“Put the work in now.”

“Put the work in now. You’re only cheating yourself if you don’t.”

A quote by a friend about three weeks ago in a spin class I haven’t been able to shake. She meant it for biking. She meant it for sweating. She meant it for burning legs and lungs. But I can’t help thinking there was a bigger purpose to those words rattling inside my head these weeks.

Work is good. I love work. I really do. It’s a word that never really scared or felt painful to me. It’s a word that I appreciated. Like I could see the end result of my work before I ever started and that was my motivation to put time, energy, and effort into working toward that THING whatever it was.

Growing up, school was my greatest work and feat, but I always made it through those nine months of school and got to live the achievement with each new grade. Then college and grad school. Both rough, but so good for different reasons. Work in finding and starting some sort of career, still discovering what that means, but I love the journey more each year!

What I really want to talk about though is sports. I’ve always loved sports. My parents were big on getting my siblings and I plugged into sports teams growing up. Kids and adolescents have the potential to learn life changing lessons for the good because of sports. Character, stick-to-itiveness, losing, winning, boundaries (what are they, why are they there?), cheating, teamwork, sometimes being in the spotlight, and sometimes giving that spotlight to others, and lastly showing up to practice even when you don’t want to. When athletes reach a level of skill and honing in on their sports that they can be a leader in their community, or even reaching the highest levels of sports by going pro is a great aim for many kids that carry them through to adulthood. Sports are a powerful part of society and I know I’m a way stronger person because of sports.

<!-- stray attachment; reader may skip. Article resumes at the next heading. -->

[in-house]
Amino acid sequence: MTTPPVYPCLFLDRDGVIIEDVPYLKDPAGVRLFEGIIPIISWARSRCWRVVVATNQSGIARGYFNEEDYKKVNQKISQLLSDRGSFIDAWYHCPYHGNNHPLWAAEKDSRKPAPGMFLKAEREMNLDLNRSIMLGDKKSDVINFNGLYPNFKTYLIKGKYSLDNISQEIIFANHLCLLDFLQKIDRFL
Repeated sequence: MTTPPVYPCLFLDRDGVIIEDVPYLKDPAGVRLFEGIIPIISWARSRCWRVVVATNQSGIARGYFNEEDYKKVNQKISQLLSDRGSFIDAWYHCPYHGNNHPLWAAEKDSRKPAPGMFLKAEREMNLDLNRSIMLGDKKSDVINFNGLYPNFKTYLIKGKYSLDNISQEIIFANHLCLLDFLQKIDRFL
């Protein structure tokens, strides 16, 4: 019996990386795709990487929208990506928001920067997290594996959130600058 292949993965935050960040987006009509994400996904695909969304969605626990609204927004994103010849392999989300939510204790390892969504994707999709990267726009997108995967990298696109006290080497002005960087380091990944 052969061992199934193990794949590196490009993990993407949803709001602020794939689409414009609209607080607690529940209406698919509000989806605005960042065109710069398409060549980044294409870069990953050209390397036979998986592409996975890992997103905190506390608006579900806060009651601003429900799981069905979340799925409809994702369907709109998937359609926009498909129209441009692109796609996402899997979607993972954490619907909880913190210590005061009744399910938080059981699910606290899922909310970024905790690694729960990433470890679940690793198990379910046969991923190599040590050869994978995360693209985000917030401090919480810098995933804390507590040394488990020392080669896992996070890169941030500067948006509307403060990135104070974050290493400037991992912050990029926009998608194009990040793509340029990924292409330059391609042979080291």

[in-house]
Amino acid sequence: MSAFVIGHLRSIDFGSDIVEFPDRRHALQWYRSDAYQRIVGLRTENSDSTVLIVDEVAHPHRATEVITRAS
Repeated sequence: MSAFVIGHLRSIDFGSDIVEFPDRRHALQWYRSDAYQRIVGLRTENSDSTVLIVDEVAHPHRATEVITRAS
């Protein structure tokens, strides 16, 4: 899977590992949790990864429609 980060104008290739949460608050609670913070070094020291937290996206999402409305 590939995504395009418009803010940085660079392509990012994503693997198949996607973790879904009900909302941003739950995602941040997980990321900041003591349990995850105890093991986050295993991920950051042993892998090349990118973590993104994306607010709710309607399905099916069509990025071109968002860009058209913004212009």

I learned to push through physical and mental pain and stress, knowing that if I don’t, I’ll be left behind or won’t reach my goals. And this could be goals in anything! Goals pertaining to relationships, my career, finishing my first triathlon, and being able to run a certain distance, but being able to drop the time.

The key is: part of putting in the work is knowing your “why” as I hear so many coaches talk about. Why the days alone training? Why the early mornings and rigid schedules for your career or athletics? Is it for being the best, so recognition? Is it for more money, so maybe financial security? Is it for staying in good health, so as to live your best quality of life? (Your why should be something meaningful and fulfilling; recognition and fame can be flimsy “whys.” They can be easily taken away. Choose your why wisely.)

My friend/spin instructor said it best that day in the spin room: Put the work in now! You’re only cheating yourself if you don’t.